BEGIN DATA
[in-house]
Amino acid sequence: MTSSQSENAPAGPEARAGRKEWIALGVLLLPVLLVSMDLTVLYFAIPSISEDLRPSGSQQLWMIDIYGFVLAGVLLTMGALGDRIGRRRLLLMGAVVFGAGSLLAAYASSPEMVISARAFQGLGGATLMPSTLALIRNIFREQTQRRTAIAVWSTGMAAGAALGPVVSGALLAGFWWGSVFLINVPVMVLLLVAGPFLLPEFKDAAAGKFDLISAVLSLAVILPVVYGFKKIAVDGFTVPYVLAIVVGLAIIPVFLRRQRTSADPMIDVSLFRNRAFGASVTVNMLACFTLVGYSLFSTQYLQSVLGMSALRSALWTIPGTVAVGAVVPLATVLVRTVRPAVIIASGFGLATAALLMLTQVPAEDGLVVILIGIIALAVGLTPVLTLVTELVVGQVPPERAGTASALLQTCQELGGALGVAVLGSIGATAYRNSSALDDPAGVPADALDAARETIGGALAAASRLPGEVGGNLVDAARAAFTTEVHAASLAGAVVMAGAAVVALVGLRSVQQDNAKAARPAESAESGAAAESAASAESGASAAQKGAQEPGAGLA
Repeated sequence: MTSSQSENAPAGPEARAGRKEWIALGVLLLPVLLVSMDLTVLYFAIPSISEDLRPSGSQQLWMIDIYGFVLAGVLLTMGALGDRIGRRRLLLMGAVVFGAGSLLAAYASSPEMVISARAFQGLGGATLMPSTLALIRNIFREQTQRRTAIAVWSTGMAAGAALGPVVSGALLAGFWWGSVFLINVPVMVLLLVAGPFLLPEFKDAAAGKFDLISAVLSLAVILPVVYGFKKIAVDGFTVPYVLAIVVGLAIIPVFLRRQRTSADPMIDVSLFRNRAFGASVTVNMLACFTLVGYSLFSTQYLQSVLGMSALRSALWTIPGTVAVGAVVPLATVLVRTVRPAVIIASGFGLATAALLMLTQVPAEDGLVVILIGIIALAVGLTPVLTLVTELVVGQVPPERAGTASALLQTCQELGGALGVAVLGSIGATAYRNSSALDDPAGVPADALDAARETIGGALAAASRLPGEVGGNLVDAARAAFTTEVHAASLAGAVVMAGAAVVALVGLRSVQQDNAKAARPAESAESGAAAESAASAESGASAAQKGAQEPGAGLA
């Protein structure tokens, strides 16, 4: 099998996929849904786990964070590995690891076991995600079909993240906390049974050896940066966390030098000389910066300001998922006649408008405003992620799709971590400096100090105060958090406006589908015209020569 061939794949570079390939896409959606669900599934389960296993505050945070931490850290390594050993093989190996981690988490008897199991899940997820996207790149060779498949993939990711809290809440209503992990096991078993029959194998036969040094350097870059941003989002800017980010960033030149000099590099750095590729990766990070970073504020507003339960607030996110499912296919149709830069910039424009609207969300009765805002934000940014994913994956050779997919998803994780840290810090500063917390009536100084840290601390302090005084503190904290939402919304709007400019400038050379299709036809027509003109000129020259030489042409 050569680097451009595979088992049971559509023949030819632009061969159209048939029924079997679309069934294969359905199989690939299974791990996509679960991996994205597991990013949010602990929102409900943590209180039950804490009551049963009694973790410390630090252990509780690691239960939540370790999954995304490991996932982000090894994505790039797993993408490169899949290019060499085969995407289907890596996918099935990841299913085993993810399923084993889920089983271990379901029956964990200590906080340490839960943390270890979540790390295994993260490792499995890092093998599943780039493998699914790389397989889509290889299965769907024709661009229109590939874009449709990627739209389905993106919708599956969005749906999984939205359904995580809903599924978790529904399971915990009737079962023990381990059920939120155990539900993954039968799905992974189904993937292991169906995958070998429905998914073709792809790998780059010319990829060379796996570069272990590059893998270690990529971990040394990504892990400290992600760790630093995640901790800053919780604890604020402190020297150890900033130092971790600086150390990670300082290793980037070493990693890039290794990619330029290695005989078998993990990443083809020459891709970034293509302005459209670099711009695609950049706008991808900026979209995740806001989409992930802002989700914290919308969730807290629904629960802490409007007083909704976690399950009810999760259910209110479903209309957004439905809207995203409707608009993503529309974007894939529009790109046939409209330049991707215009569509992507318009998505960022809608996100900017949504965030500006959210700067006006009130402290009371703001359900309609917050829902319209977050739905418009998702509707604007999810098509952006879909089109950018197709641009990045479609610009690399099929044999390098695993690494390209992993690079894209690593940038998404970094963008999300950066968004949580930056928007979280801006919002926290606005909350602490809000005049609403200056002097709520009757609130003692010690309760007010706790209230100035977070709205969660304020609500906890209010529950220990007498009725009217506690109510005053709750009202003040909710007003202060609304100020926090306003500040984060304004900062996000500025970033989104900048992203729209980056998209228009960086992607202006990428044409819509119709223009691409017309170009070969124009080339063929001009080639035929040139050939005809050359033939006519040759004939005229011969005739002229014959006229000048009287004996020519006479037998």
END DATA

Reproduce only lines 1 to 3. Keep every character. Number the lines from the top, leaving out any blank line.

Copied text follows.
[in-house]
Amino acid sequence: MTSSQSENAPAGPEARAGRKEWIALGVLLLPVLLVSMDLTVLYFAIPSISEDLRPSGSQQLWMIDIYGFVLAGVLLTMGALGDRIGRRRLLLMGAVVFGAGSLLAAYASSPEMVISARAFQGLGGATLMPSTLALIRNIFREQTQRRTAIAVWSTGMAAGAALGPVVSGALLAGFWWGSVFLINVPVMVLLLVAGPFLLPEFKDAAAGKFDLISAVLSLAVILPVVYGFKKIAVDGFTVPYVLAIVVGLAIIPVFLRRQRTSADPMIDVSLFRNRAFGASVTVNMLACFTLVGYSLFSTQYLQSVLGMSALRSALWTIPGTVAVGAVVPLATVLVRTVRPAVIIASGFGLATAALLMLTQVPAEDGLVVILIGIIALAVGLTPVLTLVTELVVGQVPPERAGTASALLQTCQELGGALGVAVLGSIGATAYRNSSALDDPAGVPADALDAARETIGGALAAASRLPGEVGGNLVDAARAAFTTEVHAASLAGAVVMAGAAVVALVGLRSVQQDNAKAARPAESAESGAAAESAASAESGASAAQKGAQEPGAGLA
Repeated sequence: MTSSQSENAPAGPEARAGRKEWIALGVLLLPVLLVSMDLTVLYFAIPSISEDLRPSGSQQLWMIDIYGFVLAGVLLTMGALGDRIGRRRLLLMGAVVFGAGSLLAAYASSPEMVISARAFQGLGGATLMPSTLALIRNIFREQTQRRTAIAVWSTGMAAGAALGPVVSGALLAGFWWGSVFLINVPVMVLLLVAGPFLLPEFKDAAAGKFDLISAVLSLAVILPVVYGFKKIAVDGFTVPYVLAIVVGLAIIPVFLRRQRTSADPMIDVSLFRNRAFGASVTVNMLACFTLVGYSLFSTQYLQSVLGMSALRSALWTIPGTVAVGAVVPLATVLVRTVRPAVIIASGFGLATAALLMLTQVPAEDGLVVILIGIIALAVGLTPVLTLVTELVVGQVPPERAGTASALLQTCQELGGALGVAVLGSIGATAYRNSSALDDPAGVPADALDAARETIGGALAAASRLPGEVGGNLVDAARAAFTTEVHAASLAGAVVMAGAAVVALVGLRSVQQDNAKAARPAESAESGAAAESAASAESGASAAQKGAQEPGAGLA